Director Scott Ellis, set designer Anna Louizos and costumer William Ivey Long all do fine work conjuring London’s Music Hall Royale in 1895, its gaudy painted flats encased in a gold proscenium that includes boxes for onlookers. And the cast appears to be having a ball. They double as characters within the evening’s presentation and the ensemble of second-rate resident players and guests hired to impersonate them, ranging from self-adoring stars to ambitious upstarts to shameless hams.
Chief among them is the wonderful Irish actor Jim Norton (a Tony winner for Conor McPherson’s The Seafarer) as the Royale’s Chairman, William Cartwright. He also steps in as the ancient Mayor of the cathedral city Cloisterham when the company member scheduled to perform that role is detained at the bar. With his hoary double entendres, Norton makes an effortless master of ceremonies, as at ease with the stage business as he is with the winking innuendo of lining up companionship for single gents in the audience. Ad-libbing occasionally, he strikes the ideal jaunty tone to resuscitate this very British popular entertainment of a bygone era.
The ill-fated title character is played as a trousers role by “London’s leading male impersonator,” Miss Alice Nutting (Stephanie J. Block), whose diva tantrum in Act II is the show’s comic high point. Betrothed since childhood to Rosa Bud (Betsy Wolfe), Edwin is planning their wedding and departure for Cairo, but his schizoid choirmaster uncle, John Jasper (Will Chase), has other ideas for the lovely unplucked Rosa.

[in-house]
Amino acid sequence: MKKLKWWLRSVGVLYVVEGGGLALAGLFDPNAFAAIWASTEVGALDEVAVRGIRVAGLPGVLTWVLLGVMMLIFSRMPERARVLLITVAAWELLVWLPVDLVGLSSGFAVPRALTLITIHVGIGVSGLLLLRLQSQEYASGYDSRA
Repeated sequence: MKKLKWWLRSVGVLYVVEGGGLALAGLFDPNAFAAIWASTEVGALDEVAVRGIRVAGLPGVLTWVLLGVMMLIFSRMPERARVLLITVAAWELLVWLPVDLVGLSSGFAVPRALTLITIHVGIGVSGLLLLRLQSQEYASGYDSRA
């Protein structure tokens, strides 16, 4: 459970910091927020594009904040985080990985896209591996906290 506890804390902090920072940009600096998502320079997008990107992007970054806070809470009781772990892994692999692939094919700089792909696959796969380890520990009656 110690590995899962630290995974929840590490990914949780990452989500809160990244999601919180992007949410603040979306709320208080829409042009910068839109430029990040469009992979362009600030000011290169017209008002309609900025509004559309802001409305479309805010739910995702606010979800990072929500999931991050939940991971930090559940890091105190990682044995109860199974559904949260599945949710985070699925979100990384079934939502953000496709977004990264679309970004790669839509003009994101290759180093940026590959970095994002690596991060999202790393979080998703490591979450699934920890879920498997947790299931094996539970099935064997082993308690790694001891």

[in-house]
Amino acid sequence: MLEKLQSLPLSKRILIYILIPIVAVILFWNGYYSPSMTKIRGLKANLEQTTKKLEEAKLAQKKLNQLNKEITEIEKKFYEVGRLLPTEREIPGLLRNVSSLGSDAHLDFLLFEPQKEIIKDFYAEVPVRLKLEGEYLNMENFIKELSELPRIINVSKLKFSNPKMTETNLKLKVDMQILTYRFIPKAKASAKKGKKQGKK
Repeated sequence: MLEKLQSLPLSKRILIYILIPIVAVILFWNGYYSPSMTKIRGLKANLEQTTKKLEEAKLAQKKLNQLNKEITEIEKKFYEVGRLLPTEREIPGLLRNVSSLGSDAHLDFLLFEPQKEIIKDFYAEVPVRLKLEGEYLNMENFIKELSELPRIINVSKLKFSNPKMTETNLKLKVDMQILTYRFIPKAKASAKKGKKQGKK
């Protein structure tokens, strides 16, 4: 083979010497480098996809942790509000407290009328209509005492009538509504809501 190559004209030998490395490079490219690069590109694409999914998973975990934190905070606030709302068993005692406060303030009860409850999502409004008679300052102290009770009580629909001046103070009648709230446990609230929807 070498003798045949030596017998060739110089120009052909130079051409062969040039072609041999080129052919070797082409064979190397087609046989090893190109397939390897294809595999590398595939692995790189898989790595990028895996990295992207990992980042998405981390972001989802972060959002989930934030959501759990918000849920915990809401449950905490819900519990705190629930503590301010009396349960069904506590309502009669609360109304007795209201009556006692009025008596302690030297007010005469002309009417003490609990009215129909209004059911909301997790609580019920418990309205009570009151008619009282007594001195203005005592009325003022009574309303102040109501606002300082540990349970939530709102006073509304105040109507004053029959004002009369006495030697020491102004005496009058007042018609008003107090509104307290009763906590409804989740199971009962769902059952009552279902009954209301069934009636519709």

Also on hand is the Reverend Crisparkle (Gregg Edelman), who still smolders for Rosa’s dead mother; and his exotic houseguests, the Ceylonese twins Neville and Helena Landless (Andy Karl and Jessie Mueller), who may have their own devious agenda. With their arched eyebrows and amusing air of mysterious duplicity, these two are spot on. Lurking on the sidelines are the drunken stonemason Durdles (Robert Creighton), his gravedigging apprentice (Nicholas Barasch), and a bit player (Peter Benson) hungry for a meatier role.